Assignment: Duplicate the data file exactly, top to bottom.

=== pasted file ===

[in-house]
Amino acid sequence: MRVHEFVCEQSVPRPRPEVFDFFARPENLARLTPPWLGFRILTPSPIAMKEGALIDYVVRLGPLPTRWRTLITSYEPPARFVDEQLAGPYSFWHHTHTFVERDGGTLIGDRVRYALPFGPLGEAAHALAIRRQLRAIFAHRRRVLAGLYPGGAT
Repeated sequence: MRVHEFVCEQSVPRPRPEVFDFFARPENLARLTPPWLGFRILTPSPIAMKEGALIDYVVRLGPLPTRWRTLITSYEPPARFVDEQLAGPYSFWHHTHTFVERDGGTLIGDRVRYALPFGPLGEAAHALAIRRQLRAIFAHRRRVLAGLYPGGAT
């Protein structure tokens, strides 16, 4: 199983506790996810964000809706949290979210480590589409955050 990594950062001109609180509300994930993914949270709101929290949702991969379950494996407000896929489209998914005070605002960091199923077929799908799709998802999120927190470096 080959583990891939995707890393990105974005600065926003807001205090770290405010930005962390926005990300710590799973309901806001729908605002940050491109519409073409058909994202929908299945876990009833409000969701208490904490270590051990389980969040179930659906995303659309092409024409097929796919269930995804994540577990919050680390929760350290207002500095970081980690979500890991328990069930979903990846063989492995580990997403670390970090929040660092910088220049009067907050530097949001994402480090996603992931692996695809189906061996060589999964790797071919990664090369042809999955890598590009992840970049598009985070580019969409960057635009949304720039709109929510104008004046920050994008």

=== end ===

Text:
[in-house]
Amino acid sequence: MRVHEFVCEQSVPRPRPEVFDFFARPENLARLTPPWLGFRILTPSPIAMKEGALIDYVVRLGPLPTRWRTLITSYEPPARFVDEQLAGPYSFWHHTHTFVERDGGTLIGDRVRYALPFGPLGEAAHALAIRRQLRAIFAHRRRVLAGLYPGGAT
Repeated sequence: MRVHEFVCEQSVPRPRPEVFDFFARPENLARLTPPWLGFRILTPSPIAMKEGALIDYVVRLGPLPTRWRTLITSYEPPARFVDEQLAGPYSFWHHTHTFVERDGGTLIGDRVRYALPFGPLGEAAHALAIRRQLRAIFAHRRRVLAGLYPGGAT
């Protein structure tokens, strides 16, 4: 199983506790996810964000809706949290979210480590589409955050 990594950062001109609180509300994930993914949270709101929290949702991969379950494996407000896929489209998914005070605002960091199923077929799908799709998802999120927190470096 080959583990891939995707890393990105974005600065926003807001205090770290405010930005962390926005990300710590799973309901806001729908605002940050491109519409073409058909994202929908299945876990009833409000969701208490904490270590051990389980969040179930659906995303659309092409024409097929796919269930995804994540577990919050680390929760350290207002500095970081980690979500890991328990069930979903990846063989492995580990997403670390970090929040660092910088220049009067907050530097949001994402480090996603992931692996695809189906061996060589999964790797071919990664090369042809999955890598590009992840970049598009985070580019969409960057635009949304720039709109929510104008004046920050994008």